EGU21-3286, updated on 03 Mar 2021
https://doi.org/10.5194/egusphere-egu21-3286
EGU General Assembly 2021
© Author(s) 2021. This work is distributed under
the Creative Commons Attribution 4.0 License.

VAPRE: Facilitating Planetary Probe Mission Design and Entry Site Selection

Alena Probst1, Linda Spilker1, Tom Spilker2, David H. Atkinson1, Olivier Mousis3, Mark Hofstadter1, and Amy Simon4
Alena Probst et al.
  • 1Jet Propulsion Laboratory, California Institute of Technology, Pasadena, CA, (alena.probst@jpl.nasa.gov)
  • 2Independent Consultant
  • 3Laboratoire d'Astrophysique de Marseille, CNES-CNRS-INSU, Aix-Marseille Université, Marseille, France
  • 4Goddard Space Flight Centre, NASA, Greenbelt, MD

In the pursuit of deciphering the formation of our solar system, the exploration of the compositional and dynamical structure of planetary atmospheres with entry probes plays a crucial role. A probe's measurements provide insight into an atmosphere's deeper composition and dynamical processes not accessible via remote sensing, providing key information on the origin and possible migration of planets during early formation phase. A planetary entry probe mission has been in discussion in several Planetary Science Decadal Surveys, one to Saturn has been identified as a mission of highest priority in the current one 2013-2022, and a mission to Uranus and/or Neptune carrying a probe is being considered as a Flagship mission in the next one spanning 2023-2032.

In the development of such missions, the probe approach and delivery trajectory is a critical element to mission success, including ring avoidance, and targeting of highly desirable regions in the atmosphere, while balancing other requirements such as providing an optimal communication geometry between the probe and the relay spacecraft while meeting the mission's science objectives. Due to the complexity of the problem, mission concept studies are usually limited to the investigation of a limited number of specific trajectories and probe delivery opportunities to a very small, pre-defined range of latitudes while leaving a huge trade space unexplored.

The tool VAPRE (Visualization of Atmospheric PRobe Entry conditions) has been developed to enable a fast and wide-range evaluation of entry conditions for planetary probes, spanning the complete range of latitudes for each of the three planets. VAPRE allows a rapid assessment of feasible entry sites by evaluating a large number of arrival trajectories based on their hyperbolic arrival velocities with respect to parameters such as the flight path angle and the relative entry velocity of the probe at the entry interface point. VAPRE facilitates the mission design process by combining the evaluation of technical feasibility and science value for the investigated scenarios to assess potential entry sites. VAPRE is developed in the framework of IPED (Impact of the Probe Entry zone on the trajectory and probe Design), which is a two- to three-year research study to investigate both the impact of interplanetary and approach trajectories on the feasible range of entry sites as well as on probe design, considering Saturn, Uranus, and Neptune as target bodies.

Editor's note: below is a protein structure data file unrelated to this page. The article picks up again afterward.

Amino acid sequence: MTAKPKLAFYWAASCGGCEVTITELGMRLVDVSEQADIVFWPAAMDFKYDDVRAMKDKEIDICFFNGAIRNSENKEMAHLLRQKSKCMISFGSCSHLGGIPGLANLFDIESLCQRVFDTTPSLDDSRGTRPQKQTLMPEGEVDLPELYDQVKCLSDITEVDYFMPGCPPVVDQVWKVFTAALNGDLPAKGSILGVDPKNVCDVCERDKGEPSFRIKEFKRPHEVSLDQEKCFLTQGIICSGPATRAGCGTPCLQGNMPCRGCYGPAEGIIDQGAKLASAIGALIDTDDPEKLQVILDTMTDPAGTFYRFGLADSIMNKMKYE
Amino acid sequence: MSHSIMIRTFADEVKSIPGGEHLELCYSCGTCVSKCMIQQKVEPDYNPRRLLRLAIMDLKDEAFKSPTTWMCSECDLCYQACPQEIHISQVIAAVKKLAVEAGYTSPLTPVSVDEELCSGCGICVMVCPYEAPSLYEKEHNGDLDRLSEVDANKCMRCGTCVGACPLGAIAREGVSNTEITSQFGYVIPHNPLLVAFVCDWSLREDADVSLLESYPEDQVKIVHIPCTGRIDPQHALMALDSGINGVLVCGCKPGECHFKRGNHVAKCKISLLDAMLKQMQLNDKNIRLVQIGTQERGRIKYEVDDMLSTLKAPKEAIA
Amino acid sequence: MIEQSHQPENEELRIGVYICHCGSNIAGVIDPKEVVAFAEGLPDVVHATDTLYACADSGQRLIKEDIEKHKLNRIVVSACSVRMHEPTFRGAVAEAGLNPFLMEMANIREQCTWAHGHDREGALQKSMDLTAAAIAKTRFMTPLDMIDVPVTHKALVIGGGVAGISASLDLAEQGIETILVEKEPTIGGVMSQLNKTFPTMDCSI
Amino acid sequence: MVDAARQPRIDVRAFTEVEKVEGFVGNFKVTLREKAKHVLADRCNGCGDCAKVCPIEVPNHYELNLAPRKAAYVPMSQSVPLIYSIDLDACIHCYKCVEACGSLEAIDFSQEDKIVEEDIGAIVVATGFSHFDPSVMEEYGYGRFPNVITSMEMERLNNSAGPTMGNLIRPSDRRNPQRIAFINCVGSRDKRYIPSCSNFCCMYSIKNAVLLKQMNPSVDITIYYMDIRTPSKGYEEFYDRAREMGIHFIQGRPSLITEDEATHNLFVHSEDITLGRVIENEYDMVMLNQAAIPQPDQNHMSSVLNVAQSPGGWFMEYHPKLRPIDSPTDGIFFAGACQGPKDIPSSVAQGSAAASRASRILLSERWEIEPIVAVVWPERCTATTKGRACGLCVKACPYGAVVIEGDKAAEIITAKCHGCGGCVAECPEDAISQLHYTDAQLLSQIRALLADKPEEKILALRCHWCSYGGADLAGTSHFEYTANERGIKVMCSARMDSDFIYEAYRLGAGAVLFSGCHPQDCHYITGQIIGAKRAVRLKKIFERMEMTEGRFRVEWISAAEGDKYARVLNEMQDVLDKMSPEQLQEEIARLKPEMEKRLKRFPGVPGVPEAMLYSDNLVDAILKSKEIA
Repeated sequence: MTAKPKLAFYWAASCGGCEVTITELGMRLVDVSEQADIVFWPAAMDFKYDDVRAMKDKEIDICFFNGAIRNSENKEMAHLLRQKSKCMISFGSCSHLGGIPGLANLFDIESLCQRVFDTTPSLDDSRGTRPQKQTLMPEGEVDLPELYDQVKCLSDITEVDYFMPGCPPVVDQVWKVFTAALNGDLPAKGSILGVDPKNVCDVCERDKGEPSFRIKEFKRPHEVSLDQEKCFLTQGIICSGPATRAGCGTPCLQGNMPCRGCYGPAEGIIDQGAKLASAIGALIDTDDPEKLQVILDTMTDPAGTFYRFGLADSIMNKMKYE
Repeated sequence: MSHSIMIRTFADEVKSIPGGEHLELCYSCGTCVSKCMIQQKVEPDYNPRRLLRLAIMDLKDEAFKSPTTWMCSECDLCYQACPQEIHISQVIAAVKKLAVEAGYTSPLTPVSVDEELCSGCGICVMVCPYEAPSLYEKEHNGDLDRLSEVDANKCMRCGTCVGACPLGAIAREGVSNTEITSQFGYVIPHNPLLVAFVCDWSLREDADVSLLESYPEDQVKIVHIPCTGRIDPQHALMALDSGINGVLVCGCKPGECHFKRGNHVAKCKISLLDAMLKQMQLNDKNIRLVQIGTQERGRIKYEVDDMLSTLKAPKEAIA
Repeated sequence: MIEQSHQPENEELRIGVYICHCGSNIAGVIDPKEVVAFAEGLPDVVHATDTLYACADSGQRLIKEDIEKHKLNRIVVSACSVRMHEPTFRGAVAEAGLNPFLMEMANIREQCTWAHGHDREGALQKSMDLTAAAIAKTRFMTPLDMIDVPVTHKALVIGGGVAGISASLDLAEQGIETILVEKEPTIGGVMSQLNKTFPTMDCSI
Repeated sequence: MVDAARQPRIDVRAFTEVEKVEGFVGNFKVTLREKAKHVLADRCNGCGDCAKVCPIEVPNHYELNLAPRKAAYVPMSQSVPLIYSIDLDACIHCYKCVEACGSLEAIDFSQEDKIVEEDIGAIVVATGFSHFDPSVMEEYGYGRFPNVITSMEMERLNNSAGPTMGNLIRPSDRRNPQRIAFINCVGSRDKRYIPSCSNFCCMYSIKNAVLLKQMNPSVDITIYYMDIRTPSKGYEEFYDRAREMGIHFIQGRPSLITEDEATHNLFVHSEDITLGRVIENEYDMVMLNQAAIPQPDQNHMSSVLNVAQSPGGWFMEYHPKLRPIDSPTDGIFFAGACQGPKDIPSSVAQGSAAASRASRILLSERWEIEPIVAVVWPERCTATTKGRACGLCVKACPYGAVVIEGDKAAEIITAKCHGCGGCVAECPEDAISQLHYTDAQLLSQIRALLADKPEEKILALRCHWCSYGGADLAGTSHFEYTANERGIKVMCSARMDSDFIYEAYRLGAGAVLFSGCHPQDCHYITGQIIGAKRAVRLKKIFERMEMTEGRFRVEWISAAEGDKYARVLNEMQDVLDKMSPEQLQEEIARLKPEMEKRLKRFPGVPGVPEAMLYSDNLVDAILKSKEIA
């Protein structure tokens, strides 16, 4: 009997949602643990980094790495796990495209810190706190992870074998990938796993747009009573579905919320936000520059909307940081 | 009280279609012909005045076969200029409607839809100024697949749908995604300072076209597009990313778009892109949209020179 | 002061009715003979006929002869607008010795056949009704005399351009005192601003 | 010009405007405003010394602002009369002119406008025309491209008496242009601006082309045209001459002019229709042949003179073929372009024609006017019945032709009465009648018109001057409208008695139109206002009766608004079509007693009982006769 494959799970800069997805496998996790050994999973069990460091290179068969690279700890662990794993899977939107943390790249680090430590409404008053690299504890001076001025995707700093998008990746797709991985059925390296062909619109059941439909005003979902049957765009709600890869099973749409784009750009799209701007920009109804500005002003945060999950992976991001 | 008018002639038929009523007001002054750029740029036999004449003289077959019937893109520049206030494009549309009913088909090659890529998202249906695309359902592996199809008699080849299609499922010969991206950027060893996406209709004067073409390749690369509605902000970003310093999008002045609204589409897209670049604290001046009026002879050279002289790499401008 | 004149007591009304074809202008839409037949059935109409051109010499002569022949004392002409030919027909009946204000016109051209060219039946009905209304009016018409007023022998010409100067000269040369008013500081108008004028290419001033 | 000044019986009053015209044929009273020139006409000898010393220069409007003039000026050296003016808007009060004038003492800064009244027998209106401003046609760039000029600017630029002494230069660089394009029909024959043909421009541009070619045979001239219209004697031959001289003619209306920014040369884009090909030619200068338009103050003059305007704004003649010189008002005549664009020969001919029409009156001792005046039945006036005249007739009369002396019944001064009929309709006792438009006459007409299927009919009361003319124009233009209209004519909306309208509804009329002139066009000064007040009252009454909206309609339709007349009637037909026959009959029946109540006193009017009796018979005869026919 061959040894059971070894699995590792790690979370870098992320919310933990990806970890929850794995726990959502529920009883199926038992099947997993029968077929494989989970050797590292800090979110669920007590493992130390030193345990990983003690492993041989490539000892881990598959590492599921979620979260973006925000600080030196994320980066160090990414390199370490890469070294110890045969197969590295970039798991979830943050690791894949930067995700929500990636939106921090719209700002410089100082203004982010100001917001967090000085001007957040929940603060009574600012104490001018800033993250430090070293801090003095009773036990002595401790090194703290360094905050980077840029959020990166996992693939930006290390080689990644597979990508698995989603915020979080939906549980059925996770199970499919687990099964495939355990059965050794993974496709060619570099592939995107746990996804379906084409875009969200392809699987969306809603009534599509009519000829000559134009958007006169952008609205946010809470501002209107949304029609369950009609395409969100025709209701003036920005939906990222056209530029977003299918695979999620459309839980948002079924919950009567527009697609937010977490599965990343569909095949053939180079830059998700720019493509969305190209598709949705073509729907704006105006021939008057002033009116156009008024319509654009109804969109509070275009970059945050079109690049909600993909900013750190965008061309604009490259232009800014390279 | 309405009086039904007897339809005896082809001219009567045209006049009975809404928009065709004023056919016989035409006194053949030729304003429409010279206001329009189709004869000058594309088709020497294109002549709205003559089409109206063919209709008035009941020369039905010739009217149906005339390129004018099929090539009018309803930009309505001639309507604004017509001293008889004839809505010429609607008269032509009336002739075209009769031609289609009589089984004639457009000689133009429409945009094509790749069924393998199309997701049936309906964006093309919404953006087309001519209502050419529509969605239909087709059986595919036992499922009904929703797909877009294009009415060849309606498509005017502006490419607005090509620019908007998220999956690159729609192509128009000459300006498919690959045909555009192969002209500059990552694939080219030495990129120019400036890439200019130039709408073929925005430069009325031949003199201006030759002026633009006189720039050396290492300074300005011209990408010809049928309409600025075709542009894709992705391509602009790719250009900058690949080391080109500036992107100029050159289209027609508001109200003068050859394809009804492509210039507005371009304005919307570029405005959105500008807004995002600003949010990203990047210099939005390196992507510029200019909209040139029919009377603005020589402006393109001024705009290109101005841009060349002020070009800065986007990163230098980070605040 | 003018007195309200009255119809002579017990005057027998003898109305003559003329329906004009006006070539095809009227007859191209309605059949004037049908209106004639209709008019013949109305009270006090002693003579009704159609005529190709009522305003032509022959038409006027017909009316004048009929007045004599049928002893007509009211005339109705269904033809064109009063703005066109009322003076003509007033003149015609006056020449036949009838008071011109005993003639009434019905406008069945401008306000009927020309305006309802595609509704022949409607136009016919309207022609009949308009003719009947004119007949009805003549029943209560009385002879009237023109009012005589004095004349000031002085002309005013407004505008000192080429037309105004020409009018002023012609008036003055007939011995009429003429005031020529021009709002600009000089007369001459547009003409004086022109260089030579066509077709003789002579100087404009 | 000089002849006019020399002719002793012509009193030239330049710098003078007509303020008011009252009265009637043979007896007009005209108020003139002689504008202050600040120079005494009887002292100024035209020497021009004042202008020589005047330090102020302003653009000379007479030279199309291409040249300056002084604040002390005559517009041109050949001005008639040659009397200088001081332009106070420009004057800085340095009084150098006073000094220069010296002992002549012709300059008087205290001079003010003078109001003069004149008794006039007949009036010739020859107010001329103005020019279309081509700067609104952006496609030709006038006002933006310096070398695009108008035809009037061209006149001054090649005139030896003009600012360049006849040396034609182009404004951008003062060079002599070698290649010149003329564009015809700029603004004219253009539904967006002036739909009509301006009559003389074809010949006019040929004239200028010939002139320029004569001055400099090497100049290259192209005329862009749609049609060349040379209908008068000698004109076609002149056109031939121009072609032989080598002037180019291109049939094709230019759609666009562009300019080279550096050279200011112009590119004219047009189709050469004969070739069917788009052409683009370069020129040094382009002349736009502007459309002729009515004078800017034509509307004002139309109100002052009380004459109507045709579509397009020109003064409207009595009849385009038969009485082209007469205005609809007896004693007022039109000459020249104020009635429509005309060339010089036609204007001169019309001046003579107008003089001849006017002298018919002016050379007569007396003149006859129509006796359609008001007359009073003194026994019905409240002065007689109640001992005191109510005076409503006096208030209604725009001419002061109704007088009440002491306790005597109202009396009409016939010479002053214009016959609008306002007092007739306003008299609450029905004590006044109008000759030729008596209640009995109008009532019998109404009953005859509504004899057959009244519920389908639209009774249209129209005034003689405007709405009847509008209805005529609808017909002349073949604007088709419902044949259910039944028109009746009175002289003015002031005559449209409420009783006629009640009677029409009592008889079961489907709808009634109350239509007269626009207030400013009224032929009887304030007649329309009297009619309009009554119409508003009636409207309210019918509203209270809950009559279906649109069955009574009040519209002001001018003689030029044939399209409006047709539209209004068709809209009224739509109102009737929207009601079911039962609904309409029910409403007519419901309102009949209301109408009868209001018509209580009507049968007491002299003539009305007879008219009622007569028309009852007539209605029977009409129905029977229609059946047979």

In this paper we fully demonstrate the functionalities of the VAPRE tool on a case scenario for a mission to the Ice Giants.

The presented research was supported by an appointment to the NASA Postdoctoral Program (NPP) at the Jet Propulsion Laboratory (JPL), California Institute of Technology, administered by Universities Space Research Association (USRA) under contract with National Aeronautics and Space Association (NASA). © 2020 All rights reserved.

How to cite: Probst, A., Spilker, L., Spilker, T., Atkinson, D. H., Mousis, O., Hofstadter, M., and Simon, A.: VAPRE: Facilitating Planetary Probe Mission Design and Entry Site Selection, EGU General Assembly 2021, online, 19–30 Apr 2021, EGU21-3286, https://doi.org/10.5194/egusphere-egu21-3286, 2021.

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